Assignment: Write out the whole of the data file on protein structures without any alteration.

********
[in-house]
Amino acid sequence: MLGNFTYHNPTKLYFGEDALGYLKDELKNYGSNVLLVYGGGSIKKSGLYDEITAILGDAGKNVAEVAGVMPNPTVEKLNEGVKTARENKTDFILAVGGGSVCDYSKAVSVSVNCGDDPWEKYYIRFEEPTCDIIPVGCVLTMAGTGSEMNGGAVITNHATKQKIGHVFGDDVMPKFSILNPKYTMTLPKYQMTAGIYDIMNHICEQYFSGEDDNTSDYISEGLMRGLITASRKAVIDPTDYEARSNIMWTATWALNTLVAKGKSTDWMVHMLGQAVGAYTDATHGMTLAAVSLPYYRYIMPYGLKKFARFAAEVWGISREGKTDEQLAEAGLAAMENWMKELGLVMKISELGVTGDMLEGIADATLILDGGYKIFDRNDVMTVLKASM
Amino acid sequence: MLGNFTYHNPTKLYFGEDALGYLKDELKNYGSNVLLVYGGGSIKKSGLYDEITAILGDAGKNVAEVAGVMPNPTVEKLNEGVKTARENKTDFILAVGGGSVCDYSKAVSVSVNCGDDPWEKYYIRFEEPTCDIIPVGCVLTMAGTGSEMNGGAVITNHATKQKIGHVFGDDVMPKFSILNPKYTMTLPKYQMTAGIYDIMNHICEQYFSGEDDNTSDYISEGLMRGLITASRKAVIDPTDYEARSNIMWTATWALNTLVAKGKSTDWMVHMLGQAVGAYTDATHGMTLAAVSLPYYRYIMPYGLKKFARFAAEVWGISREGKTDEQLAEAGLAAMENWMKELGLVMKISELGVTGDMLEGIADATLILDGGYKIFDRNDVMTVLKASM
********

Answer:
[in-house]
Amino acid sequence: MLGNFTYHNPTKLYFGEDALGYLKDELKNYGSNVLLVYGGGSIKKSGLYDEITAILGDAGKNVAEVAGVMPNPTVEKLNEGVKTARENKTDFILAVGGGSVCDYSKAVSVSVNCGDDPWEKYYIRFEEPTCDIIPVGCVLTMAGTGSEMNGGAVITNHATKQKIGHVFGDDVMPKFSILNPKYTMTLPKYQMTAGIYDIMNHICEQYFSGEDDNTSDYISEGLMRGLITASRKAVIDPTDYEARSNIMWTATWALNTLVAKGKSTDWMVHMLGQAVGAYTDATHGMTLAAVSLPYYRYIMPYGLKKFARFAAEVWGISREGKTDEQLAEAGLAAMENWMKELGLVMKISELGVTGDMLEGIADATLILDGGYKIFDRNDVMTVLKASM
Amino acid sequence: MLGNFTYHNPTKLYFGEDALGYLKDELKNYGSNVLLVYGGGSIKKSGLYDEITAILGDAGKNVAEVAGVMPNPTVEKLNEGVKTARENKTDFILAVGGGSVCDYSKAVSVSVNCGDDPWEKYYIRFEEPTCDIIPVGCVLTMAGTGSEMNGGAVITNHATKQKIGHVFGDDVMPKFSILNPKYTMTLPKYQMTAGIYDIMNHICEQYFSGEDDNTSDYISEGLMRGLITASRKAVIDPTDYEARSNIMWTATWALNTLVAKGKSTDWMVHMLGQAVGAYTDATHGMTLAAVSLPYYRYIMPYGLKKFARFAAEVWGISREGKTDEQLAEAGLAAMENWMKELGLVMKISELGVTGDMLEGIADATLILDGGYKIFDRNDVMTVLKASM